However, many Americans take others messing around with their stuff seriously. One in three Americans, and nearly half of Millennials, admit they would consider breaking up with someone if that person got rid of something that had sentimental value to them. In fact, 56 percent of men in a relationship said they frequently stop their significant other from throwing out an item they want to keep. To avoid going head-to-head, Dr. Bartell emphasizes that compromise is crucial. If a decision cannot be made right away, consider putting items in storage until the stress and emotion of moving has settled down.
Moving With Kids
Moving with kids is a unique parenting challenge, especially when it comes to sorting and boxing their things. However, some parents are banking on flying under the radar when it comes to getting rid of their children's stuff. Parents believe they could get rid of 33 percent of their child's toys, on average, without them noticing, and one-third believe they could get rid of more than half of the toys!
Why We Move
In examining why Americans move, the study found that one-third say they have moved for a job, and about the same number say they have moved because of the cost of living. Further, about one out of ten Americans have made a move because of crime, weather, and traffic, respectively.
People consider moving for so many reasons, even if they don't necessarily follow through. According to the survey, loud neighbors (30%), cell phone reception (11%) and haunted houses (7%) were among the reasons Americans have considered moving.
And as election season is upon us, the study also found that 68 percent of Americans would seriously consider moving to another country if one of the candidates became President. Leading the list by a wide margin is Donald Trump (41%), followed by Hillary Clinton (25%).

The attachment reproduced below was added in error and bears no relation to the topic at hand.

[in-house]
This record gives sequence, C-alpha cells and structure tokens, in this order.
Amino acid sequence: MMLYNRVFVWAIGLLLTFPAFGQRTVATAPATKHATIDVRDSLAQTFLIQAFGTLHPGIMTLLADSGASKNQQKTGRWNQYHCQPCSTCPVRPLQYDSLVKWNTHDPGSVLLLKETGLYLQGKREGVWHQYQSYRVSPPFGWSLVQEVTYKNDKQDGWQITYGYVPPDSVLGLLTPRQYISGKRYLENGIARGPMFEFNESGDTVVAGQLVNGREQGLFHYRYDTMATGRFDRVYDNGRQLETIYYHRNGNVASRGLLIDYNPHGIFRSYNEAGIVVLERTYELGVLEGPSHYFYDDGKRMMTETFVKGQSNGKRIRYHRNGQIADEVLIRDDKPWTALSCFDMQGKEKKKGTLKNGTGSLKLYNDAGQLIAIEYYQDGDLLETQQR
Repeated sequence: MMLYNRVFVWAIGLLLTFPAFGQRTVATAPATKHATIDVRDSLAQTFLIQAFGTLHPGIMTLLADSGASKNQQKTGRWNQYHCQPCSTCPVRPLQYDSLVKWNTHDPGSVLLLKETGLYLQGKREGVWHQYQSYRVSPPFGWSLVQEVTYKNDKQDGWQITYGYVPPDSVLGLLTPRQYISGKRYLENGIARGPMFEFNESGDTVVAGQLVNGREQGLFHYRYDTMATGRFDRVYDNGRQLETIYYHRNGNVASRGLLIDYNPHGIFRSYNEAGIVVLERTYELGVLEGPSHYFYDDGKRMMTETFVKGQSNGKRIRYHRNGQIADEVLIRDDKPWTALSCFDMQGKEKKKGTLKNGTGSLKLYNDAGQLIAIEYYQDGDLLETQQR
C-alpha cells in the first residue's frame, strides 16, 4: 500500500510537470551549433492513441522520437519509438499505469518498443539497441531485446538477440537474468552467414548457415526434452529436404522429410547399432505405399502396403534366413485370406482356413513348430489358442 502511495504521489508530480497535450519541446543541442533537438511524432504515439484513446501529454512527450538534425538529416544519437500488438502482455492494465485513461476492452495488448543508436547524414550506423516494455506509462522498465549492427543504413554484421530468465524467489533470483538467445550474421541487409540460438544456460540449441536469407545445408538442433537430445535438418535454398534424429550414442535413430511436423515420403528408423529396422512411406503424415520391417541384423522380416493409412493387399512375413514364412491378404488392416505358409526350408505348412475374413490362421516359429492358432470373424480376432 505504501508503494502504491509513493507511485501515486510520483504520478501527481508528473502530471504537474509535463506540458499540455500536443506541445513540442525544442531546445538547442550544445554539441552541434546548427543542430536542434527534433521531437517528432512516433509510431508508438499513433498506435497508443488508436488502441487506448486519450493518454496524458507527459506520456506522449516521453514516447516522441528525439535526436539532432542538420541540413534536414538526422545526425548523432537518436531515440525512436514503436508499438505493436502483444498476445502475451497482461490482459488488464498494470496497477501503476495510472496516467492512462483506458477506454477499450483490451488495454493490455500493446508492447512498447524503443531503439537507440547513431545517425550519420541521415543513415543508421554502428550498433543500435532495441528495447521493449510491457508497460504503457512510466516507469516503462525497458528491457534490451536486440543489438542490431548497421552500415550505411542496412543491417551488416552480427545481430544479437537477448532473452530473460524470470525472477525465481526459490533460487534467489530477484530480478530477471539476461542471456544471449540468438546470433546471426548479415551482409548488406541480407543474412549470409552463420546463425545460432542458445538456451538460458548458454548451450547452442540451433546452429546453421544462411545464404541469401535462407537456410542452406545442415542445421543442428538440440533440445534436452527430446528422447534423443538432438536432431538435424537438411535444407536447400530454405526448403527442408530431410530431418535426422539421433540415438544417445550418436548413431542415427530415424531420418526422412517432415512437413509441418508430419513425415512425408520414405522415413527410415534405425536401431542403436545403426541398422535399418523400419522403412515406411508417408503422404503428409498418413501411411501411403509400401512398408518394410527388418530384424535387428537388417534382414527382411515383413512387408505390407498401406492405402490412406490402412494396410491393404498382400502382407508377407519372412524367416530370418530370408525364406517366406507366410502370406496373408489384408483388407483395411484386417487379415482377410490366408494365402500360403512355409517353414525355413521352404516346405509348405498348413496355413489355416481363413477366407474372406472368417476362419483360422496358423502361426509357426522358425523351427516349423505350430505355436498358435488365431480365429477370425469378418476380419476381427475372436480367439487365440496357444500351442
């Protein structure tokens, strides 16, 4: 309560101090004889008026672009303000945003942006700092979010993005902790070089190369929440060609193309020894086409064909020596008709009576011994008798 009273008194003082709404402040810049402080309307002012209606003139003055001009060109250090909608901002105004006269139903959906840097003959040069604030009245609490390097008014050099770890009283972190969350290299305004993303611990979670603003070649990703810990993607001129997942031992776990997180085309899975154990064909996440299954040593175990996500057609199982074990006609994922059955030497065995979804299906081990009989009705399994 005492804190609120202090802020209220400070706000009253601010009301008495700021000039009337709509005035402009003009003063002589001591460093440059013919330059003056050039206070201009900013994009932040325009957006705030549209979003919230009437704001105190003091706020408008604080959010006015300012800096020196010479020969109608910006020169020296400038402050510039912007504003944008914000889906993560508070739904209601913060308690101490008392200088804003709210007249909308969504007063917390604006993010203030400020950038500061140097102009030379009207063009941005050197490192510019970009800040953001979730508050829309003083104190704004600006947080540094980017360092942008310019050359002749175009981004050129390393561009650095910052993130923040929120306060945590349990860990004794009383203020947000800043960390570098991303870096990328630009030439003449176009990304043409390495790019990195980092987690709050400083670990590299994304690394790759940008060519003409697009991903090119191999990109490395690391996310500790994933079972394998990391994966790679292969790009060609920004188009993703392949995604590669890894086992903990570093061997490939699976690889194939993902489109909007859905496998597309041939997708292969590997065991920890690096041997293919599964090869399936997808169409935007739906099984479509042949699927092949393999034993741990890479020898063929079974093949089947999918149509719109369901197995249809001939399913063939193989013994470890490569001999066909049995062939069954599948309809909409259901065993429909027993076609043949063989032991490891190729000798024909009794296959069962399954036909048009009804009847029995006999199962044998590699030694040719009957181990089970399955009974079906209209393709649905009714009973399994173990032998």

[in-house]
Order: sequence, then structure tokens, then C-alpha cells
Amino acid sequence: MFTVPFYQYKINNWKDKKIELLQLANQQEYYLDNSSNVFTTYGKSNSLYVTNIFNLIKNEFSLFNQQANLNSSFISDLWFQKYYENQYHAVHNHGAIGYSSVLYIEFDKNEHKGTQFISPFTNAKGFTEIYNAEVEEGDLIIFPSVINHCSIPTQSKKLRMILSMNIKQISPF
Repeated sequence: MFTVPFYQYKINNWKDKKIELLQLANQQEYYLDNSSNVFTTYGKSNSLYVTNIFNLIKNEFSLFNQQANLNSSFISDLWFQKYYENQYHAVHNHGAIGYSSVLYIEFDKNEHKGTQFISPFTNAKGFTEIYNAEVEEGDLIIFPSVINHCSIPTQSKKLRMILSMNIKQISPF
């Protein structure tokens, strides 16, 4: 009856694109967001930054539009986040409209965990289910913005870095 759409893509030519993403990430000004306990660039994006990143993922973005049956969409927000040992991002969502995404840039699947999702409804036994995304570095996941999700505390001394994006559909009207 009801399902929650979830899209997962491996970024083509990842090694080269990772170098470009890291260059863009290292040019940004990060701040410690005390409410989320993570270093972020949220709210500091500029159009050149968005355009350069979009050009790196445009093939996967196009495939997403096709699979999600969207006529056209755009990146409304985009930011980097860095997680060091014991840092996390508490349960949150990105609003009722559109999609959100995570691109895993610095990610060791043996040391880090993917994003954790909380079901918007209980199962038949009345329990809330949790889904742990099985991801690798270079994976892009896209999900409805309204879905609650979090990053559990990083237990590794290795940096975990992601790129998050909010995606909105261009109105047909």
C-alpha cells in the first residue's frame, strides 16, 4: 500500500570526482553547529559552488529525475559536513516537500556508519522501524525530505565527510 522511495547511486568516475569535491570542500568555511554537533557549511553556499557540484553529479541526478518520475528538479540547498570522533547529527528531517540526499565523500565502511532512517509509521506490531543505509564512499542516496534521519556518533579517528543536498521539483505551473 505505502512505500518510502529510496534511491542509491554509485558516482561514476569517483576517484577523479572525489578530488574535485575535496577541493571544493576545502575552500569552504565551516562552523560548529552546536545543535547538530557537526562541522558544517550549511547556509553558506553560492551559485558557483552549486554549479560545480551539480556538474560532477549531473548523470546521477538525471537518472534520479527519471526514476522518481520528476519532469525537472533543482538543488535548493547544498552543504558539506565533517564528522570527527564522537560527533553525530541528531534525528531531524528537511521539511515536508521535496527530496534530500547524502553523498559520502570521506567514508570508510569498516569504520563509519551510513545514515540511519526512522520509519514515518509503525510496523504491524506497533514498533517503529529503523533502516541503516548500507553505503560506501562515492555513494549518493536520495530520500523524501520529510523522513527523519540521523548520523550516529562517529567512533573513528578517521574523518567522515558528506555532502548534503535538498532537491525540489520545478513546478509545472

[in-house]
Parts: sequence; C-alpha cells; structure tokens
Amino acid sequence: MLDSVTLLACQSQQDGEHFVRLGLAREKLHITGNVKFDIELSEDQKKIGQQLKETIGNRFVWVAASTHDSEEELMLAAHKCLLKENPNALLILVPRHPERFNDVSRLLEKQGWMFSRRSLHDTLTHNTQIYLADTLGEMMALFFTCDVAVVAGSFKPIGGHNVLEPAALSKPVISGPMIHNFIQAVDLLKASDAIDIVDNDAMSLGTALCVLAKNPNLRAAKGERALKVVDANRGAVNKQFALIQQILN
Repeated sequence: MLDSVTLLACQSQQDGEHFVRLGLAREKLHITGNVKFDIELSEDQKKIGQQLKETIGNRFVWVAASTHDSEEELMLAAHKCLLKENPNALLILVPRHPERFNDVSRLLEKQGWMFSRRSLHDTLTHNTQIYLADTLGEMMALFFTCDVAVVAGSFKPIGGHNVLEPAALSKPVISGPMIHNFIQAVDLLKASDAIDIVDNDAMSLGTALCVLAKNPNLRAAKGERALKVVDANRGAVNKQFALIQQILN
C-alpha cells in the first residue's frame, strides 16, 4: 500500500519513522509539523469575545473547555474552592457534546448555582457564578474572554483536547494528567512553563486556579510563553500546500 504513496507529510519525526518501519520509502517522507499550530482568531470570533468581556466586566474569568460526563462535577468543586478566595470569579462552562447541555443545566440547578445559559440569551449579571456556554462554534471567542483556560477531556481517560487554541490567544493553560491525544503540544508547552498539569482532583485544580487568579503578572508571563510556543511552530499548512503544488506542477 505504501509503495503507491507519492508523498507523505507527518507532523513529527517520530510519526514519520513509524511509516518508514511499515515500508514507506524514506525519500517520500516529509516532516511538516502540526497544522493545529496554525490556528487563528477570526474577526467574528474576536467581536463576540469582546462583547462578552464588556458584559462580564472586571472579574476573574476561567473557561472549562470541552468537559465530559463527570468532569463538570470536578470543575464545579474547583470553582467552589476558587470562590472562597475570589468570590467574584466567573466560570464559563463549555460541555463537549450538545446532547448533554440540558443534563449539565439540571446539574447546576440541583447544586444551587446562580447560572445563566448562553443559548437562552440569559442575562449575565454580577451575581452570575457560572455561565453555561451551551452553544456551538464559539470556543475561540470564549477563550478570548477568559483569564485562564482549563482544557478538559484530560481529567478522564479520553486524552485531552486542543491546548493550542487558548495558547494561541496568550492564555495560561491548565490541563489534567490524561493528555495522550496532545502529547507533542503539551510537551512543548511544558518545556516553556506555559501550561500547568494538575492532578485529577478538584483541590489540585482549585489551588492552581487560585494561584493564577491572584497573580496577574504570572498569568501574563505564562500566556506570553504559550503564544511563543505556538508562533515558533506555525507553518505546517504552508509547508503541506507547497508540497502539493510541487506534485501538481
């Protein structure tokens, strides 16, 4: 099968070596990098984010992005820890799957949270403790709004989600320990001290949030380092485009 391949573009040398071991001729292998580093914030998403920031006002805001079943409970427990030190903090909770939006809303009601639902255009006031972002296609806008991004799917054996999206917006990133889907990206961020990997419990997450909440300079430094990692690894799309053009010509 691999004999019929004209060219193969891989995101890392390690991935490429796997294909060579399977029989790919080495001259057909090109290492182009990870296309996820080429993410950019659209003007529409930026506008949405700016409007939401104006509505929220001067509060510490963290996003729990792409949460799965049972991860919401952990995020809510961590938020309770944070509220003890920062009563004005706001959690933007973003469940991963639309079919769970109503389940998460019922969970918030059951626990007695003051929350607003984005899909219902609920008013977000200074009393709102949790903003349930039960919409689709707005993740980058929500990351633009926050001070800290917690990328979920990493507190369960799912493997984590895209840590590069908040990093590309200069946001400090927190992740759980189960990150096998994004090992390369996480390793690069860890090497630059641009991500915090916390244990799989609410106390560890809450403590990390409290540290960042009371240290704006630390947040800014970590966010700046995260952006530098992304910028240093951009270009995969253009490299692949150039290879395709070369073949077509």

To access the study results, read tips on moving, decluttering, and organization, access checklists and insider information on moving to a new city, and more, visit http://www.sparefoot.com/moving.
SpareFoot is the largest marketplace for storage, making it simpler to move and store your stuff. Our website lets you compare the most storage options nationwide and pick the best solution for your needs, whether it's traditional self-storage or Full-Service Storage. With the most up-to-date information on storage available, SpareFoot makes finding and reserving storage the easiest thing to cross off your to-do list.
The SpareFoot Survey was conducted by Wakefield Research among 1,003 nationally representative U.S. adults ages 18+ between April 6th and April 19th, 2016, using an email invitation and an online survey. Quotas have been set to ensure reliable and accurate representation of the U.S. adult population ages 18+.
Results of any sample are subject to sampling variation. The magnitude of the variation is measurable and is affected by the number of interviews and the level of the percentages expressing the results. For the interviews conducted in this particular study, the chances are 95 in 100 that a survey result does not vary, plus or minus, by more than 3.1 percentage points in the nationally representative audience from the results that would be obtained if interviews had been conducted with all persons in the universe represented by the samples.